The very readable open access paper linked below is a similar argument for engineering (take action now) over science (wait for full understanding), but for less ambitious efforts to intervene in the aging process. These are drug development programs aimed at manipulating the operation of metabolism so as to gently slow the accumulation of damage, and thus slightly slow the pace of degenerative aging. The expected outcome here in terms of additional healthy life delivered per billion dollars invested is not great; you might look at the past decade of sirtuin research to see the median expected outcome, which is to say a lot of data on a tiny slice of metabolism and aging, but no practical therapies. In comparison given a billion dollars and ten years there is a reasonable shot at implementing prototype SENS rejuvenation treatments in mice. The challenge for now is to persuade enough people that this is the best path forward to have a hope of expanding the SENS funding and research community to this scale.
Aging is something everyone can relate to. From grandparents, to parents, and ultimately our own bodies, we are intimately familiar with the declines in form and function that accompany old age. Yet, we don't all appear to age at the same rate. Many individuals are healthy and active well into their 70s, 80s, or even 90s, while others will suffer from chronic disease and disability by the time they reach their 40s or 50s. Those of us that have companion animals also observe that different animal species or even subspecies, as in the case of dog breeds, age at profoundly different rates. Defining the factors that influence individual rates of aging is a major focus of aging research.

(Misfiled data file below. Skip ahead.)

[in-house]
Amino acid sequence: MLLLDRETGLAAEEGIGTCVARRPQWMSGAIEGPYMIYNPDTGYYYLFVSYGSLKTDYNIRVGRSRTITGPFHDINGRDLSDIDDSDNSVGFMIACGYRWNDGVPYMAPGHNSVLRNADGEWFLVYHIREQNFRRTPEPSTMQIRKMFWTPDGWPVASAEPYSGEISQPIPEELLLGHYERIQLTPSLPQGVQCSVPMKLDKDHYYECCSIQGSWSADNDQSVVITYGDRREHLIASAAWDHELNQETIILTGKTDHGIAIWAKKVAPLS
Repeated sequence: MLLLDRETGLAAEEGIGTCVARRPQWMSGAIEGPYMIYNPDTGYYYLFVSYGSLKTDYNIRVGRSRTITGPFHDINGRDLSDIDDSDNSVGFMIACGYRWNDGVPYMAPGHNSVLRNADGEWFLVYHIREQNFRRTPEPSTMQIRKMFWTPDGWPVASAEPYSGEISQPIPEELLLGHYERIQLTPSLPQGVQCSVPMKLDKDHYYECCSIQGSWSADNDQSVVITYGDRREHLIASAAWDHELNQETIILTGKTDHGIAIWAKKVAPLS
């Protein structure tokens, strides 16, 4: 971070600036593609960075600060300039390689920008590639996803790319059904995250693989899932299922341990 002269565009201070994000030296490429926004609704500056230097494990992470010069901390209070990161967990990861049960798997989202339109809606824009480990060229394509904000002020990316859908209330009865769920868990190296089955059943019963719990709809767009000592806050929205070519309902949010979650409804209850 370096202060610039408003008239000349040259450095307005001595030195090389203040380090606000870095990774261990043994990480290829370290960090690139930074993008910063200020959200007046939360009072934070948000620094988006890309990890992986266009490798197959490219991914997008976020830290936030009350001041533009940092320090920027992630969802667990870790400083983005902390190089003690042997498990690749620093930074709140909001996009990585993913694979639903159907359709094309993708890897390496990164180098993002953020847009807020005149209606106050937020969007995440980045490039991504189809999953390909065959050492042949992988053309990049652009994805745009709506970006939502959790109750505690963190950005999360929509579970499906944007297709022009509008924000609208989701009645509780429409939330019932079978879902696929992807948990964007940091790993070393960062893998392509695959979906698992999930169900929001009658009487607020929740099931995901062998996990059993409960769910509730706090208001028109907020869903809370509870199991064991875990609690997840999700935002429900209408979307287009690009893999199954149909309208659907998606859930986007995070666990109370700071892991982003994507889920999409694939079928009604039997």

From a biomedical perspective, it is critically important to gain a better understanding of the mechanisms that drive biological aging, as age is the single greatest risk factor for the leading causes of death in developed nations. The fact that aging influences so many different conditions is particularly curious. What is it about aging that creates an environment within our cells, tissues, and organs that is permissive for all of these seemingly disparate pathological states?
In order to understand the biological mechanisms of aging, scientists have turned to laboratory model organisms such as rats and mice, fruit flies, nematodes, and even yeast. While some have questioned the utility of these systems as models for human aging, it is now clear that similar pathways and processes affect longevity in each of these species. These studies have resulted in the identification of interventions that slow aging in taxa spanning broad evolutionary distances. Although it is still unknown whether these interventions will slow human aging, the potential impact on human health, if they do, is enormous.